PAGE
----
• Squillace KM
        • Pert A
        • Sass W
        The effect of amygdala kindling on spontaneous and cocaine-induced motor activity and lidocaine seizures.
        Psychopharmacology. 1981; 72: 189-196
        • Prince DA
        • Wilder BJ
        Control mechanisms in cortical epileptogenic foci: “Surround” inhibition.
        Arch Neurol. 1967; 16: 194-202
        • Racine RJ
        Modification of seizure activity by electrical stimulation: II. Motor seizure.
        Electroencephalogr Clin Neurophysiol. 1972; 32: 281-294
        • Racine RJ
        • McIntyre DC
        • Burnham W
        The kindling model.
        in: Electrophysiology of Epilepsy. Academic, Orlando, FL1984: 153-171
        • Sato M
        • Nakashima T
        • Mitsunobu K
        • Otsuki S
        Correlation between seizure susceptibility and brain catecholamine levels: An experimental study using a kindling preparation.
        Brain Nerve (Tokyo). 1976; 28: 471-477
        • Seeman P
        Brain dopamine receptors.
        Pharmacol Rev. 1980; 32: 229-313
        • Seeman P
        • Ulpian C
        • Bergeron C
        • Riederer P
        • Jellinger K
        • Gabriel E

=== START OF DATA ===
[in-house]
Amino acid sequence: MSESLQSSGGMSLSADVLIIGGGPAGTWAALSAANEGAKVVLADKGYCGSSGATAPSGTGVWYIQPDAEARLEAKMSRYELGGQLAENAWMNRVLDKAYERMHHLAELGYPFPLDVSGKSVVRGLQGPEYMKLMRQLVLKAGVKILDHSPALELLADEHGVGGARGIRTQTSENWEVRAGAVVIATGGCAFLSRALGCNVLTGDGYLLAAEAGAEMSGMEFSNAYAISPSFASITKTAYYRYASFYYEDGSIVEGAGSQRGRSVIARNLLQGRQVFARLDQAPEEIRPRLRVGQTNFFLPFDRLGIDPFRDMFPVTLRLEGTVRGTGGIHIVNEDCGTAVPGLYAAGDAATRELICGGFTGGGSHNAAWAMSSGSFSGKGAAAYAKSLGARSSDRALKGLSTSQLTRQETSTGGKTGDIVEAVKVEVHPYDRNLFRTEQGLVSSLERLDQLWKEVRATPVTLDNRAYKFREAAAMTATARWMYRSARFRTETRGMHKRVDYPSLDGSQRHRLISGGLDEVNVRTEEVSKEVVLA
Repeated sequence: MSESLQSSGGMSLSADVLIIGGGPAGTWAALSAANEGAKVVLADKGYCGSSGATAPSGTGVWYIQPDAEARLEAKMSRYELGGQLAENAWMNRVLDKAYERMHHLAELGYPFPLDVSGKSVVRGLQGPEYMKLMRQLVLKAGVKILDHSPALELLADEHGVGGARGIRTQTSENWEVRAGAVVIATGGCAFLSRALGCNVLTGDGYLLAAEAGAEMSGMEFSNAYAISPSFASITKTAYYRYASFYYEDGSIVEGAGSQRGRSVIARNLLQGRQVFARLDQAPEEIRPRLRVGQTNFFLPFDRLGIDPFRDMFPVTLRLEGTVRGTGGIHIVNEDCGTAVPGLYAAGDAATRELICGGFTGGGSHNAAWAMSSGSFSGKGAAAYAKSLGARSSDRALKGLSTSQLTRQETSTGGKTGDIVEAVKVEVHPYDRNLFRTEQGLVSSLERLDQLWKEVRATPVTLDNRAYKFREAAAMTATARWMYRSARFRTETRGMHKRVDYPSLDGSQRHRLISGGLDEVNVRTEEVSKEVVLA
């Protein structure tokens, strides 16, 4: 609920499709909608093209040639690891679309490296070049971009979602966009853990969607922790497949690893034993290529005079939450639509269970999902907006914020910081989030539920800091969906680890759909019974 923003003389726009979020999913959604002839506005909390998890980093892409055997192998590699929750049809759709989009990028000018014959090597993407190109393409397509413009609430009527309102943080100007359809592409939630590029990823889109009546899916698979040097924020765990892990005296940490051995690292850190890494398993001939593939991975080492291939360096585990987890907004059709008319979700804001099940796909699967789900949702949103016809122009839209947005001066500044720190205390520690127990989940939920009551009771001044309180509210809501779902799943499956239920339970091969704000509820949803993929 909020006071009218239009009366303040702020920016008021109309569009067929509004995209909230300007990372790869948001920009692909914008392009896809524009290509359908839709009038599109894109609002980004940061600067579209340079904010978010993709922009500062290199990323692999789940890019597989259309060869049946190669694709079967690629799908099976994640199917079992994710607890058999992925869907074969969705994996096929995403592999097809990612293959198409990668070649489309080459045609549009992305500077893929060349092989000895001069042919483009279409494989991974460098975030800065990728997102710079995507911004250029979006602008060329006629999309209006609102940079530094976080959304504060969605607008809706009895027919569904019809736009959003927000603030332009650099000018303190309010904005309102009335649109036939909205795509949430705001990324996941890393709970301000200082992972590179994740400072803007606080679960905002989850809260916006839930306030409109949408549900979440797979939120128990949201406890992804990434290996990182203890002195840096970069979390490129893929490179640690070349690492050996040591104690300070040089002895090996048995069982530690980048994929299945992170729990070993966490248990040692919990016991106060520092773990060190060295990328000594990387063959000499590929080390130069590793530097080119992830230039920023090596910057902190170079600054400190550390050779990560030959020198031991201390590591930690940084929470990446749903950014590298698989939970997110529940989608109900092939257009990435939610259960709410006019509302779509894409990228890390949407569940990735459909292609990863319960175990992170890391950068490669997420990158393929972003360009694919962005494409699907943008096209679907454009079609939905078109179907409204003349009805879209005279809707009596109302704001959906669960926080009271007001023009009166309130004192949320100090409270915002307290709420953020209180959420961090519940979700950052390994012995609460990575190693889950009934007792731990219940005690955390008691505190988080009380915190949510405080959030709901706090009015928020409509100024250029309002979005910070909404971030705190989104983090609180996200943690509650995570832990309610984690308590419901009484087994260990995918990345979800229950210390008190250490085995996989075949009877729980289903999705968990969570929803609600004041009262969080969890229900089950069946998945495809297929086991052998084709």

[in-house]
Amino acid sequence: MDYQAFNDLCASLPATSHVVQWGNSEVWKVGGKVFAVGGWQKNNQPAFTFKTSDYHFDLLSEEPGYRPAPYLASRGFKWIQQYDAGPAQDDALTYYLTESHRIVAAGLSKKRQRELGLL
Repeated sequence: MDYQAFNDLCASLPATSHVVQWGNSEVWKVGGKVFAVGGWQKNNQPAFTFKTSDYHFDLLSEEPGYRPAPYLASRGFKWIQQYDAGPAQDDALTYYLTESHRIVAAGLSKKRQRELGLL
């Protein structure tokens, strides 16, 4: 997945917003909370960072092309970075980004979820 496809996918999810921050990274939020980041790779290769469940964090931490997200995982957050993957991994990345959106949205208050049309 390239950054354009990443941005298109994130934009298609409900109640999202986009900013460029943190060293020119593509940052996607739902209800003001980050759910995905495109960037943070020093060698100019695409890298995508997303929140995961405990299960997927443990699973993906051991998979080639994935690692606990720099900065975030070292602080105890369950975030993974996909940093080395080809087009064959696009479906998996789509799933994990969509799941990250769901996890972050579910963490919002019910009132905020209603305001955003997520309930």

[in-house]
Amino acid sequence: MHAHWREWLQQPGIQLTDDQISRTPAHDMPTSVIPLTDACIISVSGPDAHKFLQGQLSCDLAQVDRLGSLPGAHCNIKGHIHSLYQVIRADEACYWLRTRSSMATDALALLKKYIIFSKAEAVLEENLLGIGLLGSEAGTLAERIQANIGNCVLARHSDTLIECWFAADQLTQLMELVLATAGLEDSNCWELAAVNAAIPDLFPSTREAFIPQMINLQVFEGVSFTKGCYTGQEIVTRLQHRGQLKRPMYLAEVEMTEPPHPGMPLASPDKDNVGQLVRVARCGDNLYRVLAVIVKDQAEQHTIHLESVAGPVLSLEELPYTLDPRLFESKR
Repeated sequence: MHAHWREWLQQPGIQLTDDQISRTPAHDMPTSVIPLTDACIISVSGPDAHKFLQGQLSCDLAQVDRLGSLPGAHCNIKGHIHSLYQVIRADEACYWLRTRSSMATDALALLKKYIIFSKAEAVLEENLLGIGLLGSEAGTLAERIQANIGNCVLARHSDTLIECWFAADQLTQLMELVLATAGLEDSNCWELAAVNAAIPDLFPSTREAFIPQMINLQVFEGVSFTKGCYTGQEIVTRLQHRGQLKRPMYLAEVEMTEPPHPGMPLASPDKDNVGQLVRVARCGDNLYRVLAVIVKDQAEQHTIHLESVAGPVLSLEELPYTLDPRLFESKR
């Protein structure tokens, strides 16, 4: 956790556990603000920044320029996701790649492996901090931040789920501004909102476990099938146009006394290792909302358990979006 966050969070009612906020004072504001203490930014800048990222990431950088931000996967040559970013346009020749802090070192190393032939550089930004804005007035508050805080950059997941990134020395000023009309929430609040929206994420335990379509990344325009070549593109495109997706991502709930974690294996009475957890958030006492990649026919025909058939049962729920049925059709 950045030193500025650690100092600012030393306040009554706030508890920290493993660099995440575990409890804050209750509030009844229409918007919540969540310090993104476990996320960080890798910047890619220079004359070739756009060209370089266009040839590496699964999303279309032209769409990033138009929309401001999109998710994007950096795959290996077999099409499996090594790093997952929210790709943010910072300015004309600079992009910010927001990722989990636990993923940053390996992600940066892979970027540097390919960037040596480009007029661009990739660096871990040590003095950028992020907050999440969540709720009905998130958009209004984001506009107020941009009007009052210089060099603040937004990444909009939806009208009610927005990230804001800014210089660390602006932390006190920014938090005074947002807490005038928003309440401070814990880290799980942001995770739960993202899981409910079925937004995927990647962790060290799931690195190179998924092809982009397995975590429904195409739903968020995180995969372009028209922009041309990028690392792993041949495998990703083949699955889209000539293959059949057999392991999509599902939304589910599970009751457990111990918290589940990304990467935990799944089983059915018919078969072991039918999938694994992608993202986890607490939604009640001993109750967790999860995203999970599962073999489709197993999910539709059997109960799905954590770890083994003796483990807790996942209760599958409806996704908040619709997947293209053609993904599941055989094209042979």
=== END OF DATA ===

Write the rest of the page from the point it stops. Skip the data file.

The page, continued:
• Reynolds GP
        • Tourtellotte WW
        Bimodal distribution of dopamine receptor densities in brains of schizophrenics.
        Science. 1984; 225: 728-731
        • Stevens JR
        An anatomy of schizophrenia?.
        Arch Gen Psychiatry. 1973; 29: 177-189
        • Stevens JR
        • Livermore A
        Kindling of the mesolimbic dopamine system: Animal model of psychosis.
        Neurology. 1978; 28: 36-46
        • Tepper JM
        • Nakamura S
        • Spanis CW
        • Squire LR
        • Young SJ
        • Groves PM
        Subsensitivity of catecholaminergic neurons to direct acting agonists after single or repeated electroconvulsive shock.
        Biol Psychiatry. 1982; 17: 1059-1070
        • Wong DF
        • Wagner HN
        • Tune LE
        • Dannals RF
        • Pearlson GD
        • Links JM
        • Tamminga CA
        • Broussolle P
        • Ravert HT
        • Wilson AA
        • Thomas Toung JK
        • Malat MJ
        • Williams JA
        • O'Tuama LA
        • Snyder SH
        • Kuhar MJ
        • Gjedde A
        Positron emission tomography reveals elevated D2 dopamine receptors in drug-naive schizophrenics.
        Science. 1986; 234: 1558-1563
        • Yim CY
        • Mogenson GJ
        Response of nucleus accumbens neurons to amygdala stimulation and its modification by dopamine.
        Brain Res. 1982; 239: 401-415
        • Yim CY
        • Mogenson GJ
        Mesolimbic dopamine projection modulates amygdala-evoked EPS? in nucleus accumbens neurons: An in vivo study.
        Brain Res. 1986; 369: 347-352